Fine specimens jostle with flawed gems
By Nicholas Liu
Equal to the Earth
Koh Jee Leong's debut collection — discounting his intriguing chapbook of sonnets, Payday Loans (Poets Wear Prada, 2007) — can fairly be described as overdue. Koh is no journeyman poet, and the best of these poems make important contributions to the Singapore lyric, such as it is. (One dares to dream that had this book been published sooner, we might even have been spared some of the past few years' more dismal entries in that overcrowded genre.) His liberal use of poem sequences and rigorous forms is also welcome, both being fairly thin on the ground here. Regrettably, the less accomplished of his poems lack grace as well as that beauty which comes with certain sorts of awkwardness. When technique fails in this way, there is very little to hold one's attention, for Koh's poetry, although highly literary, is not in any sense difficult. He speaks a language any experienced reader can understand; you can gobble up a poem of his in one go, which is all very well when the poem is good (which is often enough), but makes it all too clear when the poem is insubstantial.
A caveat: I shall spill little ink on what Koh "means", what his "concerns" are and what "message" his poems convey. They are like most meanings, concerns, and messages: compelling, absorbing and valuable when they translate into compelling, absorbing and valuable poetry, but worthless when they do not. Where such ideas are concerned, Koh is far from subtle. This is no insult — Milton was not subtle — and the reader who attends to his poems with ordinary care will need no summary.
"Hungry Ghosts", the middling poem sequence that opens the book, contains both the best and the worst of Koh's poetics. We witness his knack for titles: "The Grand Historian Makes a Virtue of Necessity", "The Scholar Minister Gives Career Advice", "The Connoisseur Inspects the Boys". The naming of poems is an underrated art; here, it allows Koh to imbue his sequence with a sardonic, critical—and, in part, self-critical—charge even before it properly begins. His thoughtfulness pays dividends from the very first poem, "The Grand Historian Makes a Virtue of Necessity", which appropriates the persona of Sima Qian, who was made a eunuch for offending the emperor:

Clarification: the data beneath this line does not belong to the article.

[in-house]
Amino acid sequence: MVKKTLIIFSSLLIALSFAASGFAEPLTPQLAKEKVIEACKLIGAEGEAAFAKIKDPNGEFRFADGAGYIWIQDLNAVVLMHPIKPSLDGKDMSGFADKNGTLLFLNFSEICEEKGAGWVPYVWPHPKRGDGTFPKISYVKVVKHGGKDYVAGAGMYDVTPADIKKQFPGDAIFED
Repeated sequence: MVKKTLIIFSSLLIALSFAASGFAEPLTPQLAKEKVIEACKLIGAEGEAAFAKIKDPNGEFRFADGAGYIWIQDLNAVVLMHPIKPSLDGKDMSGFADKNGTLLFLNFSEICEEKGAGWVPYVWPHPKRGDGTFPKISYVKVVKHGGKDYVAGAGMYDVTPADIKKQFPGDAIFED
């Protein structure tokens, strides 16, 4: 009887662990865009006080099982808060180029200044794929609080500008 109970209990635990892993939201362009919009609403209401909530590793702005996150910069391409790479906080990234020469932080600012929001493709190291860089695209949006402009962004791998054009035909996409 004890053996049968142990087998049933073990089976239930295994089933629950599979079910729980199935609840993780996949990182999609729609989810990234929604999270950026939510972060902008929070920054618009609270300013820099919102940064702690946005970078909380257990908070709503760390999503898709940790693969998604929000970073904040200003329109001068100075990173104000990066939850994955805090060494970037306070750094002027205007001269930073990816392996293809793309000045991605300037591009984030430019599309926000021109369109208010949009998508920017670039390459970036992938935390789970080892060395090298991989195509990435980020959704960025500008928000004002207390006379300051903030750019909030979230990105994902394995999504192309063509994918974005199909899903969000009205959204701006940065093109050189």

I do not excerpt this as an example of a successful poem — Koh has many better ones — but of an otherwise unsuccessful one redeemed by Koh's canny use of titles and framing. It is not badly written, but so much of it is mere retelling of canonical interpretations, neither expanding nor subverting the historical understanding of the Records and the figure of Sima Qian, that I wonder if Koh might not have profitably replaced his text with a reading list. What stops it from being a total loss, however, is its title, which punctures the speaker's grandiosity and provides counter-resistance to the resistance which the speaker attempts to express. There is a vital uncertainty, too, to the ambiguity of his terms of address — "Dear Heart", "my Heart" — which could refer to a lover, a part of the self or, of course both (and the lover, too, is a part of the self). To whom is he justifying his project, his decision? Is it public utterance or private rehearsal, and what really separates the two? How much does he believe his own explanation? The heard-it-all-before-ness of the poem is almost, though not quite, transmuted into strength, a process repeated, with varying inflections and degrees of success, elsewhere in the book.
Koh's prevailing mastery at the basic level of phrase and line is also visible within this brief passage. "[D]ivulged" is an acute choice. It jars, but in a productive way, miming the disingenuousness with which gossip is usually conveyed in reality: it claims privilege, reluctance, and secrecy, while performing their opposites. "Defame!", too, shows a deft touch, evoking Keats' immortal "Forlorn!" (and Koh's speaker is called back to himself—albeit not from a great distance to begin with) as much as the hammy exclamations of incredulity so common in Chinese period drama. Yet, the poet also reveals his occasional maladroitness in phrases such as the overwrought, underthought "I begged him for my mutilated life", and in the immense missed opportunity of "It will scratch out my shame in Silkworm Hall. It will / revise my name". Consider how much more suggestive the latter would be had Koh written "It will scratch out my name in Silkworm Hall", combining the effacement of that shameful association (Silkworm Hall is where he was castrated) and the inscription of his legend upon the thing that was to disgrace him.